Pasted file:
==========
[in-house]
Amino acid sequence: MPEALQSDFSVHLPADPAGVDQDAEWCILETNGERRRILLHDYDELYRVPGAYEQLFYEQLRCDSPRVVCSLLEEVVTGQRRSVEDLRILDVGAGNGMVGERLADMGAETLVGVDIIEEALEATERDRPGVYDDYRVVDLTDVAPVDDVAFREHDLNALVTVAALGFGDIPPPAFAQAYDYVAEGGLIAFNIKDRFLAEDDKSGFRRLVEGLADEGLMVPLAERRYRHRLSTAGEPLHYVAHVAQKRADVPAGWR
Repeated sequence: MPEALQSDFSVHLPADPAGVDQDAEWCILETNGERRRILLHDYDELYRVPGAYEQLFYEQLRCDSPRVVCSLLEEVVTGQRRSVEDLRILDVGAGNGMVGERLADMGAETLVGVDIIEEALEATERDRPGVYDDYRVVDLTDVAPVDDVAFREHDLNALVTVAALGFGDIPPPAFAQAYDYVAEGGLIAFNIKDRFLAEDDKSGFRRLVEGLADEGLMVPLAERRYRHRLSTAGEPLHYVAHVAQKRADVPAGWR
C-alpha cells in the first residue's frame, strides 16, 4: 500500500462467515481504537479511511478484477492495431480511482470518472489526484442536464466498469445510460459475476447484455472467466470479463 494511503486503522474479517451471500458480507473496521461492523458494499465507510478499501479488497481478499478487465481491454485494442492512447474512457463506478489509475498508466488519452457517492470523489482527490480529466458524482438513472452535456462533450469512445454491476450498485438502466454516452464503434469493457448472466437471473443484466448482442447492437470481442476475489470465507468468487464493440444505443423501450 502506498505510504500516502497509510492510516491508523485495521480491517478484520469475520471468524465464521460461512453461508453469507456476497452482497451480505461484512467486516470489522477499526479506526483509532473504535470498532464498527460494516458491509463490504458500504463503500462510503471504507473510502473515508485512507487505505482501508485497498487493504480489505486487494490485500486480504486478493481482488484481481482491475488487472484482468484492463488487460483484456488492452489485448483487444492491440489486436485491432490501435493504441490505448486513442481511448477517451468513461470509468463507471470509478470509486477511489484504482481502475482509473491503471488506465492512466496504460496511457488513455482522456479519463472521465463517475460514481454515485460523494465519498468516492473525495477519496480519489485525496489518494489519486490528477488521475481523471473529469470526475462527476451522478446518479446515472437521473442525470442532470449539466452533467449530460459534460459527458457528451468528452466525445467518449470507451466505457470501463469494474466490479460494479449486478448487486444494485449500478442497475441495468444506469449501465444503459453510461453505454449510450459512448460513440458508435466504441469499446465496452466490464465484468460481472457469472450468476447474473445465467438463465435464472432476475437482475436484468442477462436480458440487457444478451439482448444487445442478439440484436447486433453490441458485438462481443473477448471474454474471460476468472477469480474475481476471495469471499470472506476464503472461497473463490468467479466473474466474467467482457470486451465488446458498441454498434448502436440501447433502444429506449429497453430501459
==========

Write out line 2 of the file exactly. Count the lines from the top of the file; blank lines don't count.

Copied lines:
Amino acid sequence: MPEALQSDFSVHLPADPAGVDQDAEWCILETNGERRRILLHDYDELYRVPGAYEQLFYEQLRCDSPRVVCSLLEEVVTGQRRSVEDLRILDVGAGNGMVGERLADMGAETLVGVDIIEEALEATERDRPGVYDDYRVVDLTDVAPVDDVAFREHDLNALVTVAALGFGDIPPPAFAQAYDYVAEGGLIAFNIKDRFLAEDDKSGFRRLVEGLADEGLMVPLAERRYRHRLSTAGEPLHYVAHVAQKRADVPAGWR